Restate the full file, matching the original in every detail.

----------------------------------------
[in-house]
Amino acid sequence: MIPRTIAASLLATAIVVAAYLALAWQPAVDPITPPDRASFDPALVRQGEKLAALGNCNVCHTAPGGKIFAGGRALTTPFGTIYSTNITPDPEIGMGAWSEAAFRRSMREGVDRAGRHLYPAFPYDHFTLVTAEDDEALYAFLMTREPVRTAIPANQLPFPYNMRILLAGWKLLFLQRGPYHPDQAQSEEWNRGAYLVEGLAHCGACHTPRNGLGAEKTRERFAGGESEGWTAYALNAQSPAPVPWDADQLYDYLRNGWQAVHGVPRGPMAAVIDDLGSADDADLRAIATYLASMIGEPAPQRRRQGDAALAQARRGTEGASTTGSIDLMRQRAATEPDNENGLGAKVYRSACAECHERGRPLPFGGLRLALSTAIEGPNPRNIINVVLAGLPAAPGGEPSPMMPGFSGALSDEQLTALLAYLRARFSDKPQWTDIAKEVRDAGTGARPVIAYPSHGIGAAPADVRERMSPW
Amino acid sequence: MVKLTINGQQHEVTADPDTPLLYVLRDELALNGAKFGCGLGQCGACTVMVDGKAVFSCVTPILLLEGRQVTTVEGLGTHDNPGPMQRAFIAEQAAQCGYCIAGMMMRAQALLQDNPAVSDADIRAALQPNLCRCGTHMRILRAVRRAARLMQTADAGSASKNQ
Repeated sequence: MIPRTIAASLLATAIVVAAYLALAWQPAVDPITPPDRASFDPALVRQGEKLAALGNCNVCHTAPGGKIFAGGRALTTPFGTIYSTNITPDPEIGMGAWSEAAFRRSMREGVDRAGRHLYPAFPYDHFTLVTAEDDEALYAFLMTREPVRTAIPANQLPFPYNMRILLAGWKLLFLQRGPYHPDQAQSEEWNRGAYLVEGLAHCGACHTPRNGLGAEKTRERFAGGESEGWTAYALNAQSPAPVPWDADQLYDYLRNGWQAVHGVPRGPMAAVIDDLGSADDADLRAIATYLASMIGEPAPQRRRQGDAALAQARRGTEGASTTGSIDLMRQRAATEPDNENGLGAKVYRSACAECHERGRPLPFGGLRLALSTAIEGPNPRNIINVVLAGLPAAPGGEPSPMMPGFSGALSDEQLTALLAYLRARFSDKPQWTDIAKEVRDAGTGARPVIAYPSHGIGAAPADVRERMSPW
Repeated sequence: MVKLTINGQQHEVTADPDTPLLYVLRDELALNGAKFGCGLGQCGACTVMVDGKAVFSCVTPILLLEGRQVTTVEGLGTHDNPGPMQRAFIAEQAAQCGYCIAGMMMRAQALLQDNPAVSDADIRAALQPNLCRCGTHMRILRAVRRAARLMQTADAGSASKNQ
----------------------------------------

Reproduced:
[in-house]
Amino acid sequence: MIPRTIAASLLATAIVVAAYLALAWQPAVDPITPPDRASFDPALVRQGEKLAALGNCNVCHTAPGGKIFAGGRALTTPFGTIYSTNITPDPEIGMGAWSEAAFRRSMREGVDRAGRHLYPAFPYDHFTLVTAEDDEALYAFLMTREPVRTAIPANQLPFPYNMRILLAGWKLLFLQRGPYHPDQAQSEEWNRGAYLVEGLAHCGACHTPRNGLGAEKTRERFAGGESEGWTAYALNAQSPAPVPWDADQLYDYLRNGWQAVHGVPRGPMAAVIDDLGSADDADLRAIATYLASMIGEPAPQRRRQGDAALAQARRGTEGASTTGSIDLMRQRAATEPDNENGLGAKVYRSACAECHERGRPLPFGGLRLALSTAIEGPNPRNIINVVLAGLPAAPGGEPSPMMPGFSGALSDEQLTALLAYLRARFSDKPQWTDIAKEVRDAGTGARPVIAYPSHGIGAAPADVRERMSPW
Amino acid sequence: MVKLTINGQQHEVTADPDTPLLYVLRDELALNGAKFGCGLGQCGACTVMVDGKAVFSCVTPILLLEGRQVTTVEGLGTHDNPGPMQRAFIAEQAAQCGYCIAGMMMRAQALLQDNPAVSDADIRAALQPNLCRCGTHMRILRAVRRAARLMQTADAGSASKNQ
Repeated sequence: MIPRTIAASLLATAIVVAAYLALAWQPAVDPITPPDRASFDPALVRQGEKLAALGNCNVCHTAPGGKIFAGGRALTTPFGTIYSTNITPDPEIGMGAWSEAAFRRSMREGVDRAGRHLYPAFPYDHFTLVTAEDDEALYAFLMTREPVRTAIPANQLPFPYNMRILLAGWKLLFLQRGPYHPDQAQSEEWNRGAYLVEGLAHCGACHTPRNGLGAEKTRERFAGGESEGWTAYALNAQSPAPVPWDADQLYDYLRNGWQAVHGVPRGPMAAVIDDLGSADDADLRAIATYLASMIGEPAPQRRRQGDAALAQARRGTEGASTTGSIDLMRQRAATEPDNENGLGAKVYRSACAECHERGRPLPFGGLRLALSTAIEGPNPRNIINVVLAGLPAAPGGEPSPMMPGFSGALSDEQLTALLAYLRARFSDKPQWTDIAKEVRDAGTGARPVIAYPSHGIGAAPADVRERMSPW
Repeated sequence: MVKLTINGQQHEVTADPDTPLLYVLRDELALNGAKFGCGLGQCGACTVMVDGKAVFSCVTPILLLEGRQVTTVEGLGTHDNPGPMQRAFIAEQAAQCGYCIAGMMMRAQALLQDNPAVSDADIRAALQPNLCRCGTHMRILRAVRRAARLMQTADAGSASKNQ